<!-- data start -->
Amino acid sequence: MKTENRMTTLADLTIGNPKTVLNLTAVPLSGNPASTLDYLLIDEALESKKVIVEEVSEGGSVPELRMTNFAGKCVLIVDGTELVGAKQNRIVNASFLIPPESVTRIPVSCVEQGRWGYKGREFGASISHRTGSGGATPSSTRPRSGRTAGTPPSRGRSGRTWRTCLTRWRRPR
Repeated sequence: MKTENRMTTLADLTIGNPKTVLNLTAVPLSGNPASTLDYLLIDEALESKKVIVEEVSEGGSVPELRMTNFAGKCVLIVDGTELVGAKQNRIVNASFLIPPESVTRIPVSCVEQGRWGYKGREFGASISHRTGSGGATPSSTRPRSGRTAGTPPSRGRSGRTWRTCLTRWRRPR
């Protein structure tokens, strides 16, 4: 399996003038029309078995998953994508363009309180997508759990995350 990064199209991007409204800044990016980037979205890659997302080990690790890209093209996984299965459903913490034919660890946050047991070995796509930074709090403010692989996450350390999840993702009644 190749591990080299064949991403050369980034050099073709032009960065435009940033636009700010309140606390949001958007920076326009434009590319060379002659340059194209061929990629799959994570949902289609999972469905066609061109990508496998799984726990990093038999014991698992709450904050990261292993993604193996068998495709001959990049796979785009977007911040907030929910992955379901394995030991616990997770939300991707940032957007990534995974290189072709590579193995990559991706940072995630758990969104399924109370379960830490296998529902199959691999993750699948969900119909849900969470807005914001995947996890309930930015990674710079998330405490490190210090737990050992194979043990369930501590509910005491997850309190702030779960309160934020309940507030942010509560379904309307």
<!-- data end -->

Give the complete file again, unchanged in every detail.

Amino acid sequence: MKTENRMTTLADLTIGNPKTVLNLTAVPLSGNPASTLDYLLIDEALESKKVIVEEVSEGGSVPELRMTNFAGKCVLIVDGTELVGAKQNRIVNASFLIPPESVTRIPVSCVEQGRWGYKGREFGASISHRTGSGGATPSSTRPRSGRTAGTPPSRGRSGRTWRTCLTRWRRPR
Repeated sequence: MKTENRMTTLADLTIGNPKTVLNLTAVPLSGNPASTLDYLLIDEALESKKVIVEEVSEGGSVPELRMTNFAGKCVLIVDGTELVGAKQNRIVNASFLIPPESVTRIPVSCVEQGRWGYKGREFGASISHRTGSGGATPSSTRPRSGRTAGTPPSRGRSGRTWRTCLTRWRRPR
């Protein structure tokens, strides 16, 4: 399996003038029309078995998953994508363009309180997508759990995350 990064199209991007409204800044990016980037979205890659997302080990690790890209093209996984299965459903913490034919660890946050047991070995796509930074709090403010692989996450350390999840993702009644 190749591990080299064949991403050369980034050099073709032009960065435009940033636009700010309140606390949001958007920076326009434009590319060379002659340059194209061929990629799959994570949902289609999972469905066609061109990508496998799984726990990093038999014991698992709450904050990261292993993604193996068998495709001959990049796979785009977007911040907030929910992955379901394995030991616990997770939300991707940032957007990534995974290189072709590579193995990559991706940072995630758990969104399924109370379960830490296998529902199959691999993750699948969900119909849900969470807005914001995947996890309930930015990674710079998330405490490190210090737990050992194979043990369930501590509910005491997850309190702030779960309160934020309940507030942010509560379904309307």